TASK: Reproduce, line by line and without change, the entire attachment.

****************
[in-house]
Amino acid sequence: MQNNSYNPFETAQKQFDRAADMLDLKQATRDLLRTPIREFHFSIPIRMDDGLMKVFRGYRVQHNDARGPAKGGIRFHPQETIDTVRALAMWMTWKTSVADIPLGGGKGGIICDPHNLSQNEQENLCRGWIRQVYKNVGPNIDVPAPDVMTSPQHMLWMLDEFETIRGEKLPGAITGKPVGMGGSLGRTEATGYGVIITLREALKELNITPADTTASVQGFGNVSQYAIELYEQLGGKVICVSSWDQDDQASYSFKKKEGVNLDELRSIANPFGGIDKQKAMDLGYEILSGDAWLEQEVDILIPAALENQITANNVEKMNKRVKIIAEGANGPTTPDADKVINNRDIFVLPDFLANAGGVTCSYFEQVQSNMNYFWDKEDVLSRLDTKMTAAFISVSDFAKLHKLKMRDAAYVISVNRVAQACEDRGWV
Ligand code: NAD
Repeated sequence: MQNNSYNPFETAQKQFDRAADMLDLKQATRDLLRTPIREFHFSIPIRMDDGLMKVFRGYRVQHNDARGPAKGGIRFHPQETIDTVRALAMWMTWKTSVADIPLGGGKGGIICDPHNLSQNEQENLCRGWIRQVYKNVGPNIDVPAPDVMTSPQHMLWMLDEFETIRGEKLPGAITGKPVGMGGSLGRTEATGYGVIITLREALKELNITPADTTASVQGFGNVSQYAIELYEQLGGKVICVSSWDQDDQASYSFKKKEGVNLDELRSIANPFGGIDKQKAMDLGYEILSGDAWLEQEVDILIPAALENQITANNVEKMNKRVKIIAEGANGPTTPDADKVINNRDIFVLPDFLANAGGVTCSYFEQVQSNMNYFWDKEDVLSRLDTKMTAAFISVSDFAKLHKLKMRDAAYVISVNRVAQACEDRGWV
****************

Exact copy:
[in-house]
Amino acid sequence: MQNNSYNPFETAQKQFDRAADMLDLKQATRDLLRTPIREFHFSIPIRMDDGLMKVFRGYRVQHNDARGPAKGGIRFHPQETIDTVRALAMWMTWKTSVADIPLGGGKGGIICDPHNLSQNEQENLCRGWIRQVYKNVGPNIDVPAPDVMTSPQHMLWMLDEFETIRGEKLPGAITGKPVGMGGSLGRTEATGYGVIITLREALKELNITPADTTASVQGFGNVSQYAIELYEQLGGKVICVSSWDQDDQASYSFKKKEGVNLDELRSIANPFGGIDKQKAMDLGYEILSGDAWLEQEVDILIPAALENQITANNVEKMNKRVKIIAEGANGPTTPDADKVINNRDIFVLPDFLANAGGVTCSYFEQVQSNMNYFWDKEDVLSRLDTKMTAAFISVSDFAKLHKLKMRDAAYVISVNRVAQACEDRGWV
Ligand code: NAD
Repeated sequence: MQNNSYNPFETAQKQFDRAADMLDLKQATRDLLRTPIREFHFSIPIRMDDGLMKVFRGYRVQHNDARGPAKGGIRFHPQETIDTVRALAMWMTWKTSVADIPLGGGKGGIICDPHNLSQNEQENLCRGWIRQVYKNVGPNIDVPAPDVMTSPQHMLWMLDEFETIRGEKLPGAITGKPVGMGGSLGRTEATGYGVIITLREALKELNITPADTTASVQGFGNVSQYAIELYEQLGGKVICVSSWDQDDQASYSFKKKEGVNLDELRSIANPFGGIDKQKAMDLGYEILSGDAWLEQEVDILIPAALENQITANNVEKMNKRVKIIAEGANGPTTPDADKVINNRDIFVLPDFLANAGGVTCSYFEQVQSNMNYFWDKEDVLSRLDTKMTAAFISVSDFAKLHKLKMRDAAYVISVNRVAQACEDRGWV